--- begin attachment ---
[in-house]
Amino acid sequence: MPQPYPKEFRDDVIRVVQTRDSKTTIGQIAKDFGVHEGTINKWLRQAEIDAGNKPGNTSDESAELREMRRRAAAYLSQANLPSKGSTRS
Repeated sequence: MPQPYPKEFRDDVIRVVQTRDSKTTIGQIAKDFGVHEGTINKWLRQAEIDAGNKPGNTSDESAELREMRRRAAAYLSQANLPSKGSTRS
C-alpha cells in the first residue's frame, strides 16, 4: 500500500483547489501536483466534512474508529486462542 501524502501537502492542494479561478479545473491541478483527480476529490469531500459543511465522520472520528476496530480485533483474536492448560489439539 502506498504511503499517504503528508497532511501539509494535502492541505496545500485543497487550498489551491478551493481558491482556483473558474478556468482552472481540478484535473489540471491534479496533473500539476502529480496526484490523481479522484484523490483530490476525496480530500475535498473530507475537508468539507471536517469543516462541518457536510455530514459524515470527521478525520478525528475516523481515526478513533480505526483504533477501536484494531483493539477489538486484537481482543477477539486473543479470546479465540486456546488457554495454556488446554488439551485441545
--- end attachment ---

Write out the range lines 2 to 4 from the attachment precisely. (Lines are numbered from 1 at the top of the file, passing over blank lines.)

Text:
Amino acid sequence: MPQPYPKEFRDDVIRVVQTRDSKTTIGQIAKDFGVHEGTINKWLRQAEIDAGNKPGNTSDESAELREMRRRAAAYLSQANLPSKGSTRS
Repeated sequence: MPQPYPKEFRDDVIRVVQTRDSKTTIGQIAKDFGVHEGTINKWLRQAEIDAGNKPGNTSDESAELREMRRRAAAYLSQANLPSKGSTRS
C-alpha cells in the first residue's frame, strides 16, 4: 500500500483547489501536483466534512474508529486462542 501524502501537502492542494479561478479545473491541478483527480476529490469531500459543511465522520472520528476496530480485533483474536492448560489439539 502506498504511503499517504503528508497532511501539509494535502492541505496545500485543497487550498489551491478551493481558491482556483473558474478556468482552472481540478484535473489540471491534479496533473500539476502529480496526484490523481479522484484523490483530490476525496480530500475535498473530507475537508468539507471536517469543516462541518457536510455530514459524515470527521478525520478525528475516523481515526478513533480505526483504533477501536484494531483493539477489538486484537481482543477477539486473543479470546479465540486456546488457554495454556488446554488439551485441545